The current chaotic state of online ads is one of the factors driving consumers to install ad blockers, Interactive Advertising Bureau President and CEO Randall Rothenberg suggested today.
"Multitudes of could-be formats and wannabe standards crowd screens, interrupt consumers’ activities while impeding the delivery of desired content, create supply chain vulnerabilities, generate privacy concerns, and drive fears about data security," Rothenberg said today at the IAB's annual leadership meeting.
"Ad-blocking has been a consumer plebiscite," he added. "The software offered consumers a vote -- and they have voted no on chaos, opacity, and slowness."
Despite this acknowledgment, Rothenberg had some sharp words for several ad-blocking companies, including AdBlock-Plus, the startup Brave -- launched last week by former Mozilla CEO Brendan Eich -- and the Israeli company Shine.
AdBlock-Plus is run by an "unethical, immoral, mendacious coven of techie wannabes," who are engaged in "stealing from publishers, subverting freedom of the press, operating a business model predicated on censorship of content, and ultimately forcing consumers to pay more money for less -- and less diverse -- information," Rothenberg said.
Eich's business model for Brave "not only strips advertisements from publishers’ pages -- it replaces them with his own for-profit ads," the IAB leader said.
He added: "This is the true face of ad blocking. It is the rich and self-righteous, who want to tell everyone else what they can and cannot read and watch and hear -- self-proclaimed libertarians whose liberty involves denying freedom to everyone else."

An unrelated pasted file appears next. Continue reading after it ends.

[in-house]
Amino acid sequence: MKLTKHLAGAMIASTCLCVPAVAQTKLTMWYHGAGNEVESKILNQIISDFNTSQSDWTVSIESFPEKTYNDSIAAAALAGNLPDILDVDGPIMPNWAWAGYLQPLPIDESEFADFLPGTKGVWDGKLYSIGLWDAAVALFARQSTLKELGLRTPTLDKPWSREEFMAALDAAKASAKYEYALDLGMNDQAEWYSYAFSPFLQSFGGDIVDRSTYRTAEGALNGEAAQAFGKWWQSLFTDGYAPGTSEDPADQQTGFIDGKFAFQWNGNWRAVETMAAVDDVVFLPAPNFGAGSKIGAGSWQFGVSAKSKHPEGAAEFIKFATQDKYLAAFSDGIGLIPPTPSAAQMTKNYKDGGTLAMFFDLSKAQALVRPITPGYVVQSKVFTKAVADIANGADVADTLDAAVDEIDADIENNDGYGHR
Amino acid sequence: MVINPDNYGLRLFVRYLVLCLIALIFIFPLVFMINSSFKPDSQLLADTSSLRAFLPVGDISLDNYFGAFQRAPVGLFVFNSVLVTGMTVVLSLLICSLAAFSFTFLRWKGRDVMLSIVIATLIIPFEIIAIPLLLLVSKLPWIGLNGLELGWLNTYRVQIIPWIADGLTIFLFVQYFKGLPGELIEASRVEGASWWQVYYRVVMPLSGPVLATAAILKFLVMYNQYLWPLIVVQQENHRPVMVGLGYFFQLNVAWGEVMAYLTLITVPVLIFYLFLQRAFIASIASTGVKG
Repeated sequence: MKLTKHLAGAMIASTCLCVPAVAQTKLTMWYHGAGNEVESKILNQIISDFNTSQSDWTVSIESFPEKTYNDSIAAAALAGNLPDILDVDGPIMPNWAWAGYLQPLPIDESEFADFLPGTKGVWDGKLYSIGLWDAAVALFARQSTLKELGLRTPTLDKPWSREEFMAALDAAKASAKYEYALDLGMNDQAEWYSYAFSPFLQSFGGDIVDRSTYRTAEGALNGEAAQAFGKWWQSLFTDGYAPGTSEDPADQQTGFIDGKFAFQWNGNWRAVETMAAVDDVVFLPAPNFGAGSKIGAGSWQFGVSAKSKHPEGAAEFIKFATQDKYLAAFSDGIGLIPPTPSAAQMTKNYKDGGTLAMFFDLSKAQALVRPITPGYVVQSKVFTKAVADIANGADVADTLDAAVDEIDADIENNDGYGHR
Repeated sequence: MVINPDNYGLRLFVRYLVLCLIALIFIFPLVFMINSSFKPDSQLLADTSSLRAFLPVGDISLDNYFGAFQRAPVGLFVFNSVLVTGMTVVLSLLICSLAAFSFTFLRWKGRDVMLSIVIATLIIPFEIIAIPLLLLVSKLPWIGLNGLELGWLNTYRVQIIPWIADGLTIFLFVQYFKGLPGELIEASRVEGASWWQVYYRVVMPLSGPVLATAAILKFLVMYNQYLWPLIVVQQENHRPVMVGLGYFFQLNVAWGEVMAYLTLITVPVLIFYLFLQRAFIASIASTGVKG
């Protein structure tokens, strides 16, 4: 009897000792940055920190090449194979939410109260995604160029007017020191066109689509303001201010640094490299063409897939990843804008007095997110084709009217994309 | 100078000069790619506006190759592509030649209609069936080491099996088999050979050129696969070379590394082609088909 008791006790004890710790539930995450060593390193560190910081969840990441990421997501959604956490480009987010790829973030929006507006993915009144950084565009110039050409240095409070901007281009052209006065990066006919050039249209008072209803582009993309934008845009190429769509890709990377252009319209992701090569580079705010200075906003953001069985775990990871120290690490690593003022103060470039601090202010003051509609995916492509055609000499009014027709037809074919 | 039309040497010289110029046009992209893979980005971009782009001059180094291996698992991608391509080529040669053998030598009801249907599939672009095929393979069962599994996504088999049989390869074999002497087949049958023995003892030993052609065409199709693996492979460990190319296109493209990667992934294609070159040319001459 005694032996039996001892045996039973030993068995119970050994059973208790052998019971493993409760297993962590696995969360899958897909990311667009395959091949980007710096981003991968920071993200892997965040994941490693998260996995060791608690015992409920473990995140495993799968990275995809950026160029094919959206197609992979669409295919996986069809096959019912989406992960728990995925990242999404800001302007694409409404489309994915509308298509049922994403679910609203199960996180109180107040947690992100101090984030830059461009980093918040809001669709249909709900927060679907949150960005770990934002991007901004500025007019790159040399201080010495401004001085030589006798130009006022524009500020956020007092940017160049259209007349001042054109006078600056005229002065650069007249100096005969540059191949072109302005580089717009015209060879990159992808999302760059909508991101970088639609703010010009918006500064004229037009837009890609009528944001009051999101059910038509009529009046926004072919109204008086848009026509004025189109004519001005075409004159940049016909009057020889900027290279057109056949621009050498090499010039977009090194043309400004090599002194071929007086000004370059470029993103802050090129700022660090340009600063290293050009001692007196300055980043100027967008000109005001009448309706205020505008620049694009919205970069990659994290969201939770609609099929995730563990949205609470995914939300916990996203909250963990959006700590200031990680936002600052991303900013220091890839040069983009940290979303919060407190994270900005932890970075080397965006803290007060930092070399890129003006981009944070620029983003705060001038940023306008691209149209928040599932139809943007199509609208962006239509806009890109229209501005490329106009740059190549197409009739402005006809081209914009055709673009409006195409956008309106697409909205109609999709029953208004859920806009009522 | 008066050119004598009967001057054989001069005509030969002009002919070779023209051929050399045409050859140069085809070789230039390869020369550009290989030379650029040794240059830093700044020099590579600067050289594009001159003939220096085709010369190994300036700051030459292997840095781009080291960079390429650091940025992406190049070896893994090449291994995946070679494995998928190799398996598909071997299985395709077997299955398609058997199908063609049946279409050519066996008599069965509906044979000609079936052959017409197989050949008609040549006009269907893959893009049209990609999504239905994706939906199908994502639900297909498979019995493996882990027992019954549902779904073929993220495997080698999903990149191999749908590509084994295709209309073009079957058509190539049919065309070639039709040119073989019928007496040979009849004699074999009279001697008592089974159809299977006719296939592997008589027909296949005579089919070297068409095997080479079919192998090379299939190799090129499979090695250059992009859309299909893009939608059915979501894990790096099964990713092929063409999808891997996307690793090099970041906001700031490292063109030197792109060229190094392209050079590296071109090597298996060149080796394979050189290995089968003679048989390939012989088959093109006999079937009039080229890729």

He also said that some ad-blocking companies' business models "are undoubtedly illegal," although that assertion does not appear to have been tested in any U.S. courts. In Germany, courts sided with Adblock Plus when the company was sued by publisher Axel Springer.
Rothenberg specifically accused Shine of using a model that might violate net neutrality principles. Shine -- which recently began working with the Jamaica-based network operator Digicel -- reportedly automatically blocks all ads on the Digicel network.
Any U.S. carrier that attempted to prevent companies from serving ads to its customers almost certainly would be in violation of the net neutrality rules, which prohibit broadband carriers from blocking or degrading content. But those rules apply only to carriers, not to software developers.
For his part, Rothenberg is pushing the industry to adopt new "consumer-friendly rules of the road that regulate how we will operate our sites, our advertising, and our delivery."
He also praised publishers that detect ad blockers and prompt users to turn them off -- although it's not clear how many people do so. Rothenberg asserted that those publishers see "high percentages of consumers making mutually beneficial choices to maintain their access to desired content," but didn't offer specific numbers.
Meanwhile, at least one company had a well-publicized snafu with that approach. Earlier this month, Forbes asked visitors to turn off their ad blockers; those who did so were promptly served with pop-under malware.